Modems and routers are both involved in connecting your home PCs to the Internet. The modem encodes and decodes data so that it can pass between your home network and your Internet Service Provider (ISP). The router, on the other hand, directs the information collected by the modem to devices within that network. The modem brings the information in, and the router distributes (or “routes”) it to different devices like computers and phones.

Comparison chart

Modem versus Router comparison chart
Edit this comparison chartModemRouter
Layer Data link layer (Layer 2) Network Layer (Layer 3 devices)
Function Facilitates a connection to the internet by transmitting and receiving data over telephone lines. Directs data in a network. Passes data between home computers, and between computers and the modem.
Ports 2.One for connection to ISP. Next one to connect with router(For large networks) 2/4/5/8
Data Transmission form Packet Packet
Device Type Inter-networking device Networking device
Connections Can connect to one PC using Ethernet port Can connect to multiple PCs or networking devices via Ethernet or WiFi
Necessary for Internet Connection? Yes No, but provides additional security and allows for multiple connections.
Security No security measures Provides security measures to protect network
Independent? Yes. A modem can work without a router, delivering information (such as Internet access) to a single PC. Routers can share information between computers, but cannot connect to the internet without a modem.


What does a modem do and how is it different from what a router does?

A modem is a modulator/demodulator. Data transmission on the Internet occurs via cables in analog format. But electronic devices like computers and phones only understand digital transmission. A modem is the translator between the public Internet and a computer network; the modem modulates and demodulates signals to convert analog signals to digital and vice versa. This lets devices communicate on the Internet.

How a modem and router connect to each other, the Internet and devices on the network.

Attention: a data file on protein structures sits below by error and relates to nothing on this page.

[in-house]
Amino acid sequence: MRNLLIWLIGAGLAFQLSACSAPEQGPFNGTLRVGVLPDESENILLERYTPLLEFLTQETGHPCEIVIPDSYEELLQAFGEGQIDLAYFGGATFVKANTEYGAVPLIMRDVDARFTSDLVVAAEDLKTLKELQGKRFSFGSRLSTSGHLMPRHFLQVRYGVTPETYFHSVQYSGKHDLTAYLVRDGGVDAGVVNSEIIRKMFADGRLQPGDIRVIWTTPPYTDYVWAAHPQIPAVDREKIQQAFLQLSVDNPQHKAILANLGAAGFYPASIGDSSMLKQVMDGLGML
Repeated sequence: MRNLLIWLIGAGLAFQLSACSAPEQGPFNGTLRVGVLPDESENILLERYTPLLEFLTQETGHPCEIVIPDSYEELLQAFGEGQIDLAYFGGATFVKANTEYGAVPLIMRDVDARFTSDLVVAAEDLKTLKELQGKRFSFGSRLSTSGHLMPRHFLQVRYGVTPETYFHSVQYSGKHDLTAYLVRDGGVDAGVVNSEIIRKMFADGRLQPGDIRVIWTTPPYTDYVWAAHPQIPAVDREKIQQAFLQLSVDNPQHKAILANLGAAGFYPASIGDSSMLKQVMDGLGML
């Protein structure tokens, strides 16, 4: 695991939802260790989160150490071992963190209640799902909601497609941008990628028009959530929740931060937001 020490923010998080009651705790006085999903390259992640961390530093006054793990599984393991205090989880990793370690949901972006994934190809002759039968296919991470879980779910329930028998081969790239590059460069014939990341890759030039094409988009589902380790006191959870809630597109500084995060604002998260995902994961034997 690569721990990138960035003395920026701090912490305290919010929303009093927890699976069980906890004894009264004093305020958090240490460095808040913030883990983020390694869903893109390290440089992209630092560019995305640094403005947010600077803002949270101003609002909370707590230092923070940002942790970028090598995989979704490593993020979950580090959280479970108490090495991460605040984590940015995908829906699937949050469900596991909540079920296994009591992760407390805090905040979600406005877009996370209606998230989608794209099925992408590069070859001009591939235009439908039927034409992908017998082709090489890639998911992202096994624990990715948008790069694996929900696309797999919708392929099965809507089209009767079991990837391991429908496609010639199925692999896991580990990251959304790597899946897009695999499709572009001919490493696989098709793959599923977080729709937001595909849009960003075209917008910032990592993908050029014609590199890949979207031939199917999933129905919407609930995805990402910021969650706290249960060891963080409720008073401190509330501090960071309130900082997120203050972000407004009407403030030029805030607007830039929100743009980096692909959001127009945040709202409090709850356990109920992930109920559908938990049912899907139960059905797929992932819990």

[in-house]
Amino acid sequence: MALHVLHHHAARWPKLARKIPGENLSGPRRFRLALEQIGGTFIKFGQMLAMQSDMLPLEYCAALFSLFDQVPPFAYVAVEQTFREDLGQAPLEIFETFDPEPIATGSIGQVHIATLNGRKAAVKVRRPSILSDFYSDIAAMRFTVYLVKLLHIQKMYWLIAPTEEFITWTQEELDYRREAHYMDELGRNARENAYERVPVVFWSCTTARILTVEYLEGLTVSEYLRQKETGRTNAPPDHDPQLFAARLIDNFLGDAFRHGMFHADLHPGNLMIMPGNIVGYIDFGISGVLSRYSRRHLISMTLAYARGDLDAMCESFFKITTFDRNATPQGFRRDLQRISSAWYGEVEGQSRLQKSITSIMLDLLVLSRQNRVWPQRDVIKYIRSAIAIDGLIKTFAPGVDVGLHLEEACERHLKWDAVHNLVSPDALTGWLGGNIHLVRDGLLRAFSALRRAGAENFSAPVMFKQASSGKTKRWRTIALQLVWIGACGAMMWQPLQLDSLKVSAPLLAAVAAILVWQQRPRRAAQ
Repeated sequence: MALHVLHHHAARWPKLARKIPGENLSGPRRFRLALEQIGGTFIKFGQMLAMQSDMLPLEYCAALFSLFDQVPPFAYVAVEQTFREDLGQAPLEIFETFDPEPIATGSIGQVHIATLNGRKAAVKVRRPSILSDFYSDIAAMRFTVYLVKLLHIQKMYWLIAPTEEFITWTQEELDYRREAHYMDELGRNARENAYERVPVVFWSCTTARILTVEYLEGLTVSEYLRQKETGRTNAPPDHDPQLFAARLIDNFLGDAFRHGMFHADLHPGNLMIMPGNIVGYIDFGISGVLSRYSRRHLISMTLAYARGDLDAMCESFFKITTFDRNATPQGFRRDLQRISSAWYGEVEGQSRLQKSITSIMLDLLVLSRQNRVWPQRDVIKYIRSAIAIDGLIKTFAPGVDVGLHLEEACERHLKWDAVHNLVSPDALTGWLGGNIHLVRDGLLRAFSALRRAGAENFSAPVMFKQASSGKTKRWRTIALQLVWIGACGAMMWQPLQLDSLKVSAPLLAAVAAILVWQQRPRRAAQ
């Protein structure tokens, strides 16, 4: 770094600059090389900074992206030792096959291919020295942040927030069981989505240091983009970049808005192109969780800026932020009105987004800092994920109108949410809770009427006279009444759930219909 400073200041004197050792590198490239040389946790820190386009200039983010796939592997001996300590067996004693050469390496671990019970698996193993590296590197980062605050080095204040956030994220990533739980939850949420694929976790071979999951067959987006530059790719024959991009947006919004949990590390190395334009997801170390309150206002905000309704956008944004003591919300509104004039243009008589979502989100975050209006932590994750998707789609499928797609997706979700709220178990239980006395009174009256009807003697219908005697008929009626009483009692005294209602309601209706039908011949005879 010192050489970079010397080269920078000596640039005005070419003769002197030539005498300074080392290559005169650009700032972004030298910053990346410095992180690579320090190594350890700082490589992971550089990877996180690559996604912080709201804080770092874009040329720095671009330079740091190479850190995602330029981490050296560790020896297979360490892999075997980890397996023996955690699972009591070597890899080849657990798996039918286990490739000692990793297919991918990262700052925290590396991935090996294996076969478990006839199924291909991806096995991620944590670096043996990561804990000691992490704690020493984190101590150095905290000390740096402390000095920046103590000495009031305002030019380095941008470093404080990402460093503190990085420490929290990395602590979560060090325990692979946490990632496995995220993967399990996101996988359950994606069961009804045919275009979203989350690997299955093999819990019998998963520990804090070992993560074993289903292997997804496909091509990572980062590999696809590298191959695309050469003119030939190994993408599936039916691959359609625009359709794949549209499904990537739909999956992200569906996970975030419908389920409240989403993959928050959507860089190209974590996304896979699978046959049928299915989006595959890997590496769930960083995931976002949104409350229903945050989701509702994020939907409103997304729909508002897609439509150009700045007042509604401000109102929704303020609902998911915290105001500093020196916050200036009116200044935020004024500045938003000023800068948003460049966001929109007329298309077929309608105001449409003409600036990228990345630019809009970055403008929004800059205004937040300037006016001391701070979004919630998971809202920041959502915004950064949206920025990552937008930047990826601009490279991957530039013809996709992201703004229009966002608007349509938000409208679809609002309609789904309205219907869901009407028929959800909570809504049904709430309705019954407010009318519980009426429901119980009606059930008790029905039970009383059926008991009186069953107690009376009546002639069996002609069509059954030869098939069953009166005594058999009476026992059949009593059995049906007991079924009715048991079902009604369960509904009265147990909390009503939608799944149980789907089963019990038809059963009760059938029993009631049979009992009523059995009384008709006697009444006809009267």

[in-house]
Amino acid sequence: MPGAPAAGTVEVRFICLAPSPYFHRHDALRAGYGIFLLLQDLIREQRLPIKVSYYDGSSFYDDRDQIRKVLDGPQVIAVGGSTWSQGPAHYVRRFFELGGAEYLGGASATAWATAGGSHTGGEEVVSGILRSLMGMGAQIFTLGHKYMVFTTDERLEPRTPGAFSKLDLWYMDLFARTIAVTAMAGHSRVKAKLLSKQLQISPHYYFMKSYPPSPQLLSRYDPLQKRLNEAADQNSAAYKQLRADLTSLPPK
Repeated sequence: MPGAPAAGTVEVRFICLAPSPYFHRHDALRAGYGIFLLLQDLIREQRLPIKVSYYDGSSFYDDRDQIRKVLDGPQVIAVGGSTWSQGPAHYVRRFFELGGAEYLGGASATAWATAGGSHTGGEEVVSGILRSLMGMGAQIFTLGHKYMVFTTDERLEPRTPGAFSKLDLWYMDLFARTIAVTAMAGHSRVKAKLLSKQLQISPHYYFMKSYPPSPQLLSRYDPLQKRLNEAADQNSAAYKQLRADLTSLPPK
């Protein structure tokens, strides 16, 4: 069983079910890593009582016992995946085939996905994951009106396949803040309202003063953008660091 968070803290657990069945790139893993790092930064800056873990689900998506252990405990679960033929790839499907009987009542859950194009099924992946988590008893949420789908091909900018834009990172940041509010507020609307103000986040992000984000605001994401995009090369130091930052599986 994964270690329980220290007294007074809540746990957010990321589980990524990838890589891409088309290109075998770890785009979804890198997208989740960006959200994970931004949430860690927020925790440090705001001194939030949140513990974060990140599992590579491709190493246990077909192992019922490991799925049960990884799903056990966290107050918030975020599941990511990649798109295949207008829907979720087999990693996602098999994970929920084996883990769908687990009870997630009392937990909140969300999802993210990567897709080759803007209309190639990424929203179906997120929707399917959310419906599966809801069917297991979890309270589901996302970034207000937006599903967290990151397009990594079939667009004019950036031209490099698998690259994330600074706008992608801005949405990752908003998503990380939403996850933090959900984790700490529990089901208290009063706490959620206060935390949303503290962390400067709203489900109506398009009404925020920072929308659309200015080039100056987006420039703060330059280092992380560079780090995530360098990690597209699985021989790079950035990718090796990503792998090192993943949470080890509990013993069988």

How a modem and router connect to each other, the Internet and devices on the network.

As shown in the picture above, a modem transmits and receives data through telephone or cable lines, and is used to connect a single computer or an entire home computer network to the Internet Service Provider (ISP), such as Comcast or Verizon FiOS. Most Internet connections these days are broadband and delivered via cable but DSL connections also work the same way—both cable and DSL Internet connections require a modem.

If you only have one computer connecting to the Internet, you may not need a router. Modems have an ethernet port; a computer can attach directly to a modem's ethernet port via an ethernet cable, and get connected to the Internet.

But not all computers have an ethernet port. And it is much more common for there to be dozens of devices in a home or office that need to connect to the Internet. They can't all connect directly to the modem; an intermediary device is required—a router.

A router creates a network and allows multiple devices to connect to this network. The router is physically connected to the modem; so all devices connected to the router can connect to the Internet via the modem—and also connect to each other. The router is intelligent enough to selectively deliver packets of data to multiple destinations.

Routers for the home and small office market are wireless-enabled; wireless routers allow devices to connect to them via Wi-Fi. Most routers also have multiple ethernet ports that allow wired connections, which can be significantly faster than Wi-Fi; in a home network wired connections are usually used for gaming consoles or TVs for better performance in video streaming.


A modem can only connect to one device: either a home PC or a router.

A router can connect to multiple devices in a network, either through Ethernet cables or through WiFi.


A modem does not screen the data it encodes or decodes, and so it passes on any potential threat to connected computers.

Routers examine data packets to determine their destination, and so can contain firewalls to screen out attacks on the network.

See also WPA vs. WPA2.

Integrated Modem and Router

Internet Service Providers (ISP) like Comcast often lease an integrated modem and router to their customers. This is called a gateway. It combines both functions into a single device. The advantages of such an integrated device are:

The disadvantages of a gateway are:

Wireless Modem

Until now we have talked about the typical home or small office network. There is another domain where you get Internet service and use a modem—your cell phone. Cell phones have a built-in modem that translates the analog signal from radio waves that are used to communicate with cell towers. This is also called a wireless modem, and should not be confused with the integrated modem/wireless router used in home networks.


Looking at the best-selling wireless routers on Amazon, you will find routers ranging from $19.98 to $150 for advanced routers or $250 for 3-pack "mesh" systems that cover larger houses.

The best-selling modems on Amazon range from $40 to about $200.

The best-selling modem-router combos range from $48 to $260.


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